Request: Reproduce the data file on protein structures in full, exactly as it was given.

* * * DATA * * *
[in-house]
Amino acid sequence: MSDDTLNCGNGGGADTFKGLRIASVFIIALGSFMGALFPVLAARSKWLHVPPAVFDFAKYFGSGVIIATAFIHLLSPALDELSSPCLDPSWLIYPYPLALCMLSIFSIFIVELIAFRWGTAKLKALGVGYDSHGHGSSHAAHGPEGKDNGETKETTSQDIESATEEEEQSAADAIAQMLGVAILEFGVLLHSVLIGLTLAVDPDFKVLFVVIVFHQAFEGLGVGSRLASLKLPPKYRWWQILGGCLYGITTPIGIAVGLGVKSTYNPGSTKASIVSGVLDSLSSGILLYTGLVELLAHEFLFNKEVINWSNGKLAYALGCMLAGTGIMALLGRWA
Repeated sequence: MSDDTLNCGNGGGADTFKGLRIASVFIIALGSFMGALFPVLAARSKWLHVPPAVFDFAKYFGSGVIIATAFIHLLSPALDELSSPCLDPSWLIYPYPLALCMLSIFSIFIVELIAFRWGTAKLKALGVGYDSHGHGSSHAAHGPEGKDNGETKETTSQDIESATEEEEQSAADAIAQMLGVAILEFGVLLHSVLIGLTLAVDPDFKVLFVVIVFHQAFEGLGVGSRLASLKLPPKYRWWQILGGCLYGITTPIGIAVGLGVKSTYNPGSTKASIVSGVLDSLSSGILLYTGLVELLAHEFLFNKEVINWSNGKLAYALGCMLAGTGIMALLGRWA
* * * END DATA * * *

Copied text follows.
[in-house]
Amino acid sequence: MSDDTLNCGNGGGADTFKGLRIASVFIIALGSFMGALFPVLAARSKWLHVPPAVFDFAKYFGSGVIIATAFIHLLSPALDELSSPCLDPSWLIYPYPLALCMLSIFSIFIVELIAFRWGTAKLKALGVGYDSHGHGSSHAAHGPEGKDNGETKETTSQDIESATEEEEQSAADAIAQMLGVAILEFGVLLHSVLIGLTLAVDPDFKVLFVVIVFHQAFEGLGVGSRLASLKLPPKYRWWQILGGCLYGITTPIGIAVGLGVKSTYNPGSTKASIVSGVLDSLSSGILLYTGLVELLAHEFLFNKEVINWSNGKLAYALGCMLAGTGIMALLGRWA
Repeated sequence: MSDDTLNCGNGGGADTFKGLRIASVFIIALGSFMGALFPVLAARSKWLHVPPAVFDFAKYFGSGVIIATAFIHLLSPALDELSSPCLDPSWLIYPYPLALCMLSIFSIFIVELIAFRWGTAKLKALGVGYDSHGHGSSHAAHGPEGKDNGETKETTSQDIESATEEEEQSAADAIAQMLGVAILEFGVLLHSVLIGLTLAVDPDFKVLFVVIVFHQAFEGLGVGSRLASLKLPPKYRWWQILGGCLYGITTPIGIAVGLGVKSTYNPGSTKASIVSGVLDSLSSGILLYTGLVELLAHEFLFNKEVINWSNGKLAYALGCMLAGTGIMALLGRWA